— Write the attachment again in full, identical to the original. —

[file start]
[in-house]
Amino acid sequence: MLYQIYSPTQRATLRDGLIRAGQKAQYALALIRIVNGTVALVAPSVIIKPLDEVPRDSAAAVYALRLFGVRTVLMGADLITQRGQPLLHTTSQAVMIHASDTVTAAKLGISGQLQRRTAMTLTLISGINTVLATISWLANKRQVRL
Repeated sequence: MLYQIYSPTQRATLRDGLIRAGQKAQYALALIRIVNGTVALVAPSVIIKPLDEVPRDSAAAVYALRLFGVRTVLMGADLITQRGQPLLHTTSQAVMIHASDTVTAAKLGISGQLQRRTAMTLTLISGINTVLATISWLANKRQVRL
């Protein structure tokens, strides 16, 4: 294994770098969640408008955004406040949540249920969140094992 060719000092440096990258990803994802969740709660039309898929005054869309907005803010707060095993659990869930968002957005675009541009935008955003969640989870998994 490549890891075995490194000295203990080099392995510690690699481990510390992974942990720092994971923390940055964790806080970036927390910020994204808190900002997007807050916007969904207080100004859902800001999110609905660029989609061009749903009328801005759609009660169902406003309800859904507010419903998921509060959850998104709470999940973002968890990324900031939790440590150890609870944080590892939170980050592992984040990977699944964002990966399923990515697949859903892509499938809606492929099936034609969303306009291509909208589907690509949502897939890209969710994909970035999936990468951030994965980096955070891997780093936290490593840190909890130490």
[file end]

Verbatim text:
[in-house]
Amino acid sequence: MLYQIYSPTQRATLRDGLIRAGQKAQYALALIRIVNGTVALVAPSVIIKPLDEVPRDSAAAVYALRLFGVRTVLMGADLITQRGQPLLHTTSQAVMIHASDTVTAAKLGISGQLQRRTAMTLTLISGINTVLATISWLANKRQVRL
Repeated sequence: MLYQIYSPTQRATLRDGLIRAGQKAQYALALIRIVNGTVALVAPSVIIKPLDEVPRDSAAAVYALRLFGVRTVLMGADLITQRGQPLLHTTSQAVMIHASDTVTAAKLGISGQLQRRTAMTLTLISGINTVLATISWLANKRQVRL
């Protein structure tokens, strides 16, 4: 294994770098969640408008955004406040949540249920969140094992 060719000092440096990258990803994802969740709660039309898929005054869309907005803010707060095993659990869930968002957005675009541009935008955003969640989870998994 490549890891075995490194000295203990080099392995510690690699481990510390992974942990720092994971923390940055964790806080970036927390910020994204808190900002997007807050916007969904207080100004859902800001999110609905660029989609061009749903009328801005759609009660169902406003309800859904507010419903998921509060959850998104709470999940973002968890990324900031939790440590150890609870944080590892939170980050592992984040990977699944964002990966399923990515697949859903892509499938809606492929099936034609969303306009291509909208589907690509949502897939890209969710994909970035999936990468951030994965980096955070891997780093936290490593840190909890130490």